RNG gave me “Anton Reiser” as my second 1,001 Book, I was not a happy bunny, especially as I am supposed to read a Thomas Mann novel as my third book.
Anton Reiser (a thinly disguised fictional version of the author) is a poor boy from 18th Century Hanover, who is intellectually gifted but doomed never to be able to benefit from his talents. His parents’ marriage is unhappy as their religious beliefs clash. He attends the local private grammar school but is forced to leave through lack of funds. The local prince comes to his rescue and funds his studies at Hanover’s senior school but a constant stream of set-backs result in humiliation for Anton from his wealthier classmates and, ultimately in his leaving Hanover to wander through Northern Germany in pursuit of his dreams of becoming a writer and actor. When he does obtain a place in an acting troupe, he is first prevented from going on stage by one of his many benefactors and, finally, when he manages to join up with the troupe, their manager has absconded with all their money, scenery and props.
To begin with, the story moves along with some humour and I was slightly surprised to find myself enjoying it. And then it started to go a bit pear shaped. The problem, you see, is that I really wanted to slap Reiser. He is an inveterate fantasist and is incapable of accepting responsibility for his actions. He sulks and often acts like a spoilt child. It is also difficult to decide whether he is a gifted boy, battered by life’s inequities or a self-deluded fool, with an overblown view of his own importance and ability. As I want to care at least a little bit about the lead character, this was problematic. The novel is also blighted by the incessant analysis of Reiser’s emotions and actions by the author, Karl Philipp Moritz. Given the autobiographical nature of the novel, this self-analysis may well have been cathartic or instructive for him but I found it plain annoying. It was as if Moritz was standing next to me, droning on in my ear, giving me a running commentary on the story. Finally, the continual setbacks suffered by Reiser eventually became boring and repetitious. If ever anything positive happened to him, it was certain that it would all go wrong within a few pages.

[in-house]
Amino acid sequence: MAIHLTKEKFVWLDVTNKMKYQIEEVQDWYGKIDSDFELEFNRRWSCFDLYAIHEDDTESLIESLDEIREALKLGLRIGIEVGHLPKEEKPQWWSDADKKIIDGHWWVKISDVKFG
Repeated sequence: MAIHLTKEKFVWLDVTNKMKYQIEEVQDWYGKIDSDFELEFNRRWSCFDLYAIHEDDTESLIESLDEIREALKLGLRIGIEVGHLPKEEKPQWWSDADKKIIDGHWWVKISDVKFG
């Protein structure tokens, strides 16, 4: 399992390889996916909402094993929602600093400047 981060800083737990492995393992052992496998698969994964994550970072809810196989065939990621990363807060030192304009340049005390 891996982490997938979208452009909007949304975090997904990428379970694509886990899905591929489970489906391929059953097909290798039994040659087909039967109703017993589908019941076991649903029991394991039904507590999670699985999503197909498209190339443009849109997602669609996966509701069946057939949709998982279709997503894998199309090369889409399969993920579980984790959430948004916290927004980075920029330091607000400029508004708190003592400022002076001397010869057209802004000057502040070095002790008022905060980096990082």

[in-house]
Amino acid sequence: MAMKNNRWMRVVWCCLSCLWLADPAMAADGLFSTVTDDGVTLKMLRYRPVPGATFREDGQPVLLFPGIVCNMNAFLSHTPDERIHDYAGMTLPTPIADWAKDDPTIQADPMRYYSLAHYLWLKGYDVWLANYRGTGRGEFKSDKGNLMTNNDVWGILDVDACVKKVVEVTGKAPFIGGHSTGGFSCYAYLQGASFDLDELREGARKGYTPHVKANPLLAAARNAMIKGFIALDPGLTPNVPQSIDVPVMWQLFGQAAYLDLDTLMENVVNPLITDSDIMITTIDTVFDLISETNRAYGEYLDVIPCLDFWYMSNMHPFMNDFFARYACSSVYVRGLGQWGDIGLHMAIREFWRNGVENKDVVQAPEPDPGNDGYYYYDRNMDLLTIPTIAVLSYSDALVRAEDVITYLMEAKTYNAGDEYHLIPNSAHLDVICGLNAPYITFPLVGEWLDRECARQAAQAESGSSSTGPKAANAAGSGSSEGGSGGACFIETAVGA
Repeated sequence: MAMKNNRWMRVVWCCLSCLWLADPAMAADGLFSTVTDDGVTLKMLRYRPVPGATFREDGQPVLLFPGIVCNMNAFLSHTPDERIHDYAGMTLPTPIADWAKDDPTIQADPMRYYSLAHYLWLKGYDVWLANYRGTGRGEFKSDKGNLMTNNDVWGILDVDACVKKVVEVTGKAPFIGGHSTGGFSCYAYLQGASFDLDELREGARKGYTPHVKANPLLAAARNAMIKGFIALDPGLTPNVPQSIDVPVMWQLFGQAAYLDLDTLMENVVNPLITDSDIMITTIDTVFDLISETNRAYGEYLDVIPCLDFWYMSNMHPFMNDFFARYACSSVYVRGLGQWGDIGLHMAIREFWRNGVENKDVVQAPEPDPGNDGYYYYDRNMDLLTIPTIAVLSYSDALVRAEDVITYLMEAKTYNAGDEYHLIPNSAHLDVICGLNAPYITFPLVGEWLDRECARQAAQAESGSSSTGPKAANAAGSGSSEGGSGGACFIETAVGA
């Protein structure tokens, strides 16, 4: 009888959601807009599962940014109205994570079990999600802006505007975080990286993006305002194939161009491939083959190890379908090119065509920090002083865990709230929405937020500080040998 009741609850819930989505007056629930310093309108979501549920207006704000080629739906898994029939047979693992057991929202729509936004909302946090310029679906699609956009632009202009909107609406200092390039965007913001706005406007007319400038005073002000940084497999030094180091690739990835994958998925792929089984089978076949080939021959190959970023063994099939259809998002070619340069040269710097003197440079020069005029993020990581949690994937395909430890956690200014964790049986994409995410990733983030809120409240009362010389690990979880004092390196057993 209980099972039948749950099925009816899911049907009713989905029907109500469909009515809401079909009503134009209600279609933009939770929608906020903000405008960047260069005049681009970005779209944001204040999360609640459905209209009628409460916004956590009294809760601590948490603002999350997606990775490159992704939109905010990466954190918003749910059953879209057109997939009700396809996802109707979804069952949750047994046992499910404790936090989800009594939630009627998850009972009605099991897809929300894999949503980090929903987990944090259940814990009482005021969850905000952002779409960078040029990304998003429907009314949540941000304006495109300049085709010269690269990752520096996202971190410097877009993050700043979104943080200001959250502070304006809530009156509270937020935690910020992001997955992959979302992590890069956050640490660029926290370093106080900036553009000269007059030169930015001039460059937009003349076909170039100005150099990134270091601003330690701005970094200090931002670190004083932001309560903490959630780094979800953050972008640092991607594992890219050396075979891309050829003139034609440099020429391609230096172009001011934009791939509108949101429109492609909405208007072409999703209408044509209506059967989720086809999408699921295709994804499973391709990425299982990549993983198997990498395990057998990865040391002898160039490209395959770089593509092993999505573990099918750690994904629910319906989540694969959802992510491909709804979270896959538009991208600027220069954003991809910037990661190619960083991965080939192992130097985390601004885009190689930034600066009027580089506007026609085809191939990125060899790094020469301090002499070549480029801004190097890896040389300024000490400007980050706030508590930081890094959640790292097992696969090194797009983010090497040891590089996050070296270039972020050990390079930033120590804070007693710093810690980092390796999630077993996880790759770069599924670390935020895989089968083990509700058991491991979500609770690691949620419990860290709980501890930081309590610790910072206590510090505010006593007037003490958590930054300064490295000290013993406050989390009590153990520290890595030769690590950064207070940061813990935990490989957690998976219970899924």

Now it has to be said that my view is not shared by all. The book is, apparently, considered by many to be a masterpiece and one of the most memorable pieces of German literature. This is yet more evidence to support my antipathy to German literature. This not a book one must read before one dies. I briefly considered using one of my substitutions on this book (see the Rules) but, regrettably, decided it was too early to do so. Bad decision. I have a few weeks respite now as I will be focussing on the Banned Books Challenge but after that I am slated for Buddenbrooks by Thomas Mann. It is a story of the decline and fall of a prosperous 19th Century North German family. Oh joy. A substitution is beckoning. Do I use it or do I have another go at a German novel?
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